Moving a product through the duration of its life cycle involves many peaks, valleys and pivots. The trail can be difficult to navigate, but our various manufacturing technologies can guide you down the path. In our cover story, we show you how to leverage manufacturing at every stage of a product’s life.
As LEDs increasingly supplant metal filaments in light bulbs, optical LSR — in addition to plastics like polycarbonate and acrylic resins — is replacing glass in many optical applications including lens covers and light pipes.
The flexible, transparent material is second in clarity only to glass; it can withstand heat in proximity to high-output LEDs and operate in a range of ambient temperatures. Optical LSR is flexible enough for rough duty, outdoor and automotive use. It also allows for very flexible design including accurate replication of fine features. It can support minor undercuts and negative draft without the need for side-actions, and both thick and thin walls. Designs in this material can often integrate multiple parts into a single unit, combining for example a lens, a clear lens cover and a sealing gasket, reducing the bill of materials for a final assembly.
Proto Labs stocks Dow Corning MS-1002 LSR, a material that has been engineered for molding finely detailed parts for LED applications. Read our full Design Tip to see how optical LSR might help on your next lighting project.
Minnesota has formally dubbed itself “The State of Hockey,” a moniker that’s hard to argue with when the headquarters of Minnesota-based Proto Labs is brimming with hometown patriotism for its local team on the brink of advancing to the next round of the NHL playoffs. Hockey even shares some similar language with the manufacturing industry. Checking in hockey is a technique used to “stop or slow down the progress of something undesirable,” like Colorado Avalanche players. Checking in rubber components happens when “short, shallow surface cracks are caused by damaging action.” Both hockey and the molded rubber pucks that are used experience this disruptive nature of checking. Continue reading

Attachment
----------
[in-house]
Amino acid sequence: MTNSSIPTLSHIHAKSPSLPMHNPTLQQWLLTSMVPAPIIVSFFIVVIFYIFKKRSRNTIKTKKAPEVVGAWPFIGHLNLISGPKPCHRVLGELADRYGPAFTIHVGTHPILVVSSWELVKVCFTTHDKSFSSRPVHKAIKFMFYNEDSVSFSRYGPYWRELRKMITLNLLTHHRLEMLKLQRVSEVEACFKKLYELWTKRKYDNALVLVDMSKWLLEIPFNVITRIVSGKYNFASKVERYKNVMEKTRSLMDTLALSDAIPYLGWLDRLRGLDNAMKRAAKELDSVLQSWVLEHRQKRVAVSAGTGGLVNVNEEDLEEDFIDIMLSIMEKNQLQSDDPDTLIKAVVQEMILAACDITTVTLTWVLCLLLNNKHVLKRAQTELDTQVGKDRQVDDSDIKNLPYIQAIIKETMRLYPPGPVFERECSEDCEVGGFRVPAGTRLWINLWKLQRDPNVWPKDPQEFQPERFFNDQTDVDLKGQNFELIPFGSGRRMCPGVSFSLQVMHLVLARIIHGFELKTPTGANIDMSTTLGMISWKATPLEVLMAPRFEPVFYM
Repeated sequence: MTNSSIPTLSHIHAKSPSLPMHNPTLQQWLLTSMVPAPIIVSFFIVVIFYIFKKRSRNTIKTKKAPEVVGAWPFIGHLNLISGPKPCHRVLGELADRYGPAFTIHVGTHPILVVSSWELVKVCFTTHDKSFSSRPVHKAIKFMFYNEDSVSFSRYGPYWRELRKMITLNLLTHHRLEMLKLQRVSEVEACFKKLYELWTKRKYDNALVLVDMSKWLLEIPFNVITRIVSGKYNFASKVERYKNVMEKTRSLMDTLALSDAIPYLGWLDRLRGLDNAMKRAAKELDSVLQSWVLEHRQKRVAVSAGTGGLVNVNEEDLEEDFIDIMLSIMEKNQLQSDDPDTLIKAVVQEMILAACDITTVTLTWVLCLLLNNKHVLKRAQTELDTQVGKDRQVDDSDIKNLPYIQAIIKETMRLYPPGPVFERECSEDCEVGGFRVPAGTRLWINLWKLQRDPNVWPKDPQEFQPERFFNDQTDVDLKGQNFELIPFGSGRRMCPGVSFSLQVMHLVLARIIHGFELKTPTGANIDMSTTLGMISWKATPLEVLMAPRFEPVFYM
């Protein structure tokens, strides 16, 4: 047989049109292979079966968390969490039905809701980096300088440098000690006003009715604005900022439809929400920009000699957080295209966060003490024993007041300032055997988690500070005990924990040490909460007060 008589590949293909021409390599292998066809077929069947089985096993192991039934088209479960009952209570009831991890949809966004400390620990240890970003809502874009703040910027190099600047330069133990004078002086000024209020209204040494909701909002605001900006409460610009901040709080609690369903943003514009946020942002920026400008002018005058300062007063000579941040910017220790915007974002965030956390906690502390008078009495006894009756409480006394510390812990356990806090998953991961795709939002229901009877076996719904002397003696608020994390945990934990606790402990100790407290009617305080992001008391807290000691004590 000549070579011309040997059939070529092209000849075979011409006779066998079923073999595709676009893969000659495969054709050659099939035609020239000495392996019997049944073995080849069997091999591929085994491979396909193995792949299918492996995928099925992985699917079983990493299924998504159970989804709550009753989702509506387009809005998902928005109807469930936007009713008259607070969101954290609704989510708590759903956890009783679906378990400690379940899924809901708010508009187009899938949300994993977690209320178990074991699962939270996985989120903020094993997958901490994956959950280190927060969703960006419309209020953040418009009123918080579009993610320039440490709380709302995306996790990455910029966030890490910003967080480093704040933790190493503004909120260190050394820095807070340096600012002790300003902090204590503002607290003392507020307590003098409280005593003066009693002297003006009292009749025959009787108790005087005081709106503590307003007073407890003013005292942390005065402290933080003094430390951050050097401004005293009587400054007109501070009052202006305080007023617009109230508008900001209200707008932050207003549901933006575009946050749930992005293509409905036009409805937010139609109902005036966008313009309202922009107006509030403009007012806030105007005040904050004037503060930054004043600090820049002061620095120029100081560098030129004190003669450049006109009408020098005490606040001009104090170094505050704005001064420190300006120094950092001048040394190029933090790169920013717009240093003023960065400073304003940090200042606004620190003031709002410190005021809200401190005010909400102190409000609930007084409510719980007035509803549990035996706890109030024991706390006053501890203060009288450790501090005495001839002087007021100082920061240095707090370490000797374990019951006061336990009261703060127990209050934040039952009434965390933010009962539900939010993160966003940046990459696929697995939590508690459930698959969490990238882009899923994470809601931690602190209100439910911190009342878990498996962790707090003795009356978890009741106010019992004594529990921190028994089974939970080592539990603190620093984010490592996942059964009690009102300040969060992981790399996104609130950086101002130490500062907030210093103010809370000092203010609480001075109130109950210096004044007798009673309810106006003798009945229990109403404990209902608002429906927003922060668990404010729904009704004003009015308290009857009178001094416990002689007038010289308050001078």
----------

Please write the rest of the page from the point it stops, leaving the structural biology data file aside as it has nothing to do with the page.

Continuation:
Let’s see a show of hands: Who’s built something out of Lego blocks? Yeah, that’s what I thought. Most of us have fond memories of our first Lego creation, and some of us (like myself), have been able to relive that nostalgia through their kids. Not liking Lego is basically the same as not liking cute puppies, ironic mustaches or Justin Timberlake.
Since the 1930s, the cult of Lego has grown for a company that has remained exciting to children yet relevant to grownups. Today, The Lego Group employs a team of master builders who design sets, they have a contingent of 100 Lego Ambassadors from around the world preaching Lego fundamentals, and they work with external Lego Certified Professionals who animate models, curate art exhibits and many other cool endeavors. They have larger-than-life retail stores, theme parks, television series, and most recently, released “The Lego Movie,” a blockbuster (no pun intended) film that has grossed more than $400 million at the box office.
In our latest issue of Proto Labs Journal, read about Lego, its culture and some prototyping parallels that can be gleaned from its philosophy.